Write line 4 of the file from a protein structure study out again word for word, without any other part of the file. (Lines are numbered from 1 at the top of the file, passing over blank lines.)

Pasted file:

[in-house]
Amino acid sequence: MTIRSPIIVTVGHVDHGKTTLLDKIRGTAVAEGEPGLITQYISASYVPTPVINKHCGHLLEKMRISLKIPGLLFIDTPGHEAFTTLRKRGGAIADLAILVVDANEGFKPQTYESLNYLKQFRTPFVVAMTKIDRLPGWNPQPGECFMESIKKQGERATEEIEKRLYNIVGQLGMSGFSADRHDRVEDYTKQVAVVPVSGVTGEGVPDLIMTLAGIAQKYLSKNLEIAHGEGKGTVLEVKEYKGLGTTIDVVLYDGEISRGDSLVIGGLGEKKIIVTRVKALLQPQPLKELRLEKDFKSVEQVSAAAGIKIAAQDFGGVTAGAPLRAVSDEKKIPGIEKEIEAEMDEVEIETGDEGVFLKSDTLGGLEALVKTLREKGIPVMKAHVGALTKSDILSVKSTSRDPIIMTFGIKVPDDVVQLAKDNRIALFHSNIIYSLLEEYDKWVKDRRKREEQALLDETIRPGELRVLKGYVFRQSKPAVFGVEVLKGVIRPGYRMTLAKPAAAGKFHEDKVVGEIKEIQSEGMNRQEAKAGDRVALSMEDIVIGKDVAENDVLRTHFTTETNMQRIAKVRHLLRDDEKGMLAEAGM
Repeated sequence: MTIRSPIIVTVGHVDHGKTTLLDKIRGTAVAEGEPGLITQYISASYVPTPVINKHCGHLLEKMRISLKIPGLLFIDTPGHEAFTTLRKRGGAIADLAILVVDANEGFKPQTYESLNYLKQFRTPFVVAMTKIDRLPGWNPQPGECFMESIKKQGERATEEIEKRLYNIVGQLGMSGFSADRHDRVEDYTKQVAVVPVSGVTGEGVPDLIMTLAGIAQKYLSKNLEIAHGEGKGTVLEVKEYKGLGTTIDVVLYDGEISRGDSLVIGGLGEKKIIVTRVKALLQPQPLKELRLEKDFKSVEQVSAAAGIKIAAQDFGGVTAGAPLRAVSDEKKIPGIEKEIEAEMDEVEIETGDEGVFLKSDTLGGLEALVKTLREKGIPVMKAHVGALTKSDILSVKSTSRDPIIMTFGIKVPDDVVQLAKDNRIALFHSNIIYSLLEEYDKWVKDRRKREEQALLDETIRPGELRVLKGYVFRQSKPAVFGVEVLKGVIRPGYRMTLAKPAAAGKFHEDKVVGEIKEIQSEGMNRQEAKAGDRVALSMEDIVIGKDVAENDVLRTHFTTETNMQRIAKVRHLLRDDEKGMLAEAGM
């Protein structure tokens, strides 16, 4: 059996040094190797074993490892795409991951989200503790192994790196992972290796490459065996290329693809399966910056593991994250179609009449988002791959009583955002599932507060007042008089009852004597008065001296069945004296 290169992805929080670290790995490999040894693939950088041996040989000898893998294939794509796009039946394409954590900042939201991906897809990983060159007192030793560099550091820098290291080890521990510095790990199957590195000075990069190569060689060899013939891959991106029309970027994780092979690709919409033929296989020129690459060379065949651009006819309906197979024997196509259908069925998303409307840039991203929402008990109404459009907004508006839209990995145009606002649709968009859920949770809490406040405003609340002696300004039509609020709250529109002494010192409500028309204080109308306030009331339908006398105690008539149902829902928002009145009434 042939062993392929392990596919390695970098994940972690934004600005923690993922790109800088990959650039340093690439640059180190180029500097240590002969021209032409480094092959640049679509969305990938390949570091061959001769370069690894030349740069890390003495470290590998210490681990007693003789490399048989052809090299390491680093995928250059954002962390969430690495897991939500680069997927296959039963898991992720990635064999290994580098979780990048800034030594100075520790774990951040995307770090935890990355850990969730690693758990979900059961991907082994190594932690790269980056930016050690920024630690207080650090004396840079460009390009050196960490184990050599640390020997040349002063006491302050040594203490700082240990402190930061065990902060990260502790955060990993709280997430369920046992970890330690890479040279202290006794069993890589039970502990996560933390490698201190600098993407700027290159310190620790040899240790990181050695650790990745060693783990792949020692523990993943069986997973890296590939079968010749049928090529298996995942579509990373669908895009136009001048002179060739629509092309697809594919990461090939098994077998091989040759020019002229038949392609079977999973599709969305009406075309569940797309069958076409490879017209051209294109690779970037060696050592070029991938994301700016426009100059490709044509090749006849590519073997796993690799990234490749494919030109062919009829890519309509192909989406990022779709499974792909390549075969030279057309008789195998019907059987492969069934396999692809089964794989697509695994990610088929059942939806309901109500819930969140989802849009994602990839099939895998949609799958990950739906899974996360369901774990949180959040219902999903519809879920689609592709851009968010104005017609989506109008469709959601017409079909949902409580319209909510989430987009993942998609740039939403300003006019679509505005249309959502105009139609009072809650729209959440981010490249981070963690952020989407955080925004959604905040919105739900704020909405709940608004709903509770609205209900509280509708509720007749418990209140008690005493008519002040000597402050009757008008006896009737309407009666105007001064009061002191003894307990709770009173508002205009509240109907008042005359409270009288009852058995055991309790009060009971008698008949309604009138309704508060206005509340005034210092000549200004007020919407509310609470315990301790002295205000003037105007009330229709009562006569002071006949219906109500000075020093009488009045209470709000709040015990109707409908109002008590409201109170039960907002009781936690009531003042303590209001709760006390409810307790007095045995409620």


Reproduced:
């Protein structure tokens, strides 16, 4: 059996040094190797074993490892795409991951989200503790192994790196992972290796490459065996290329693809399966910056593991994250179609009449988002791959009583955002599932507060007042008089009852004597008065001296069945004296 290169992805929080670290790995490999040894693939950088041996040989000898893998294939794509796009039946394409954590900042939201991906897809990983060159007192030793560099550091820098290291080890521990510095790990199957590195000075990069190569060689060899013939891959991106029309970027994780092979690709919409033929296989020129690459060379065949651009006819309906197979024997196509259908069925998303409307840039991203929402008990109404459009907004508006839209990995145009606002649709968009859920949770809490406040405003609340002696300004039509609020709250529109002494010192409500028309204080109308306030009331339908006398105690008539149902829902928002009145009434 042939062993392929392990596919390695970098994940972690934004600005923690993922790109800088990959650039340093690439640059180190180029500097240590002969021209032409480094092959640049679509969305990938390949570091061959001769370069690894030349740069890390003495470290590998210490681990007693003789490399048989052809090299390491680093995928250059954002962390969430690495897991939500680069997927296959039963898991992720990635064999290994580098979780990048800034030594100075520790774990951040995307770090935890990355850990969730690693758990979900059961991907082994190594932690790269980056930016050690920024630690207080650090004396840079460009390009050196960490184990050599640390020997040349002063006491302050040594203490700082240990402190930061065990902060990260502790955060990993709280997430369920046992970890330690890479040279202290006794069993890589039970502990996560933390490698201190600098993407700027290159310190620790040899240790990181050695650790990745060693783990792949020692523990993943069986997973890296590939079968010749049928090529298996995942579509990373669908895009136009001048002179060739629509092309697809594919990461090939098994077998091989040759020019002229038949392609079977999973599709969305009406075309569940797309069958076409490879017209051209294109690779970037060696050592070029991938994301700016426009100059490709044509090749006849590519073997796993690799990234490749494919030109062919009829890519309509192909989406990022779709499974792909390549075969030279057309008789195998019907059987492969069934396999692809089964794989697509695994990610088929059942939806309901109500819930969140989802849009994602990839099939895998949609799958990950739906899974996360369901774990949180959040219902999903519809879920689609592709851009968010104005017609989506109008469709959601017409079909949902409580319209909510989430987009993942998609740039939403300003006019679509505005249309959502105009139609009072809650729209959440981010490249981070963690952020989407955080925004959604905040919105739900704020909405709940608004709903509770609205209900509280509708509720007749418990209140008690005493008519002040000597402050009757008008006896009737309407009666105007001064009061002191003894307990709770009173508002205009509240109907008042005359409270009288009852058995055991309790009060009971008698008949309604009138309704508060206005509340005034210092000549200004007020919407509310609470315990301790002295205000003037105007009330229709009562006569002071006949219906109500000075020093009488009045209470709000709040015990109707409908109002008590409201109170039960907002009781936690009531003042303590209001709760006390409810307790007095045995409620």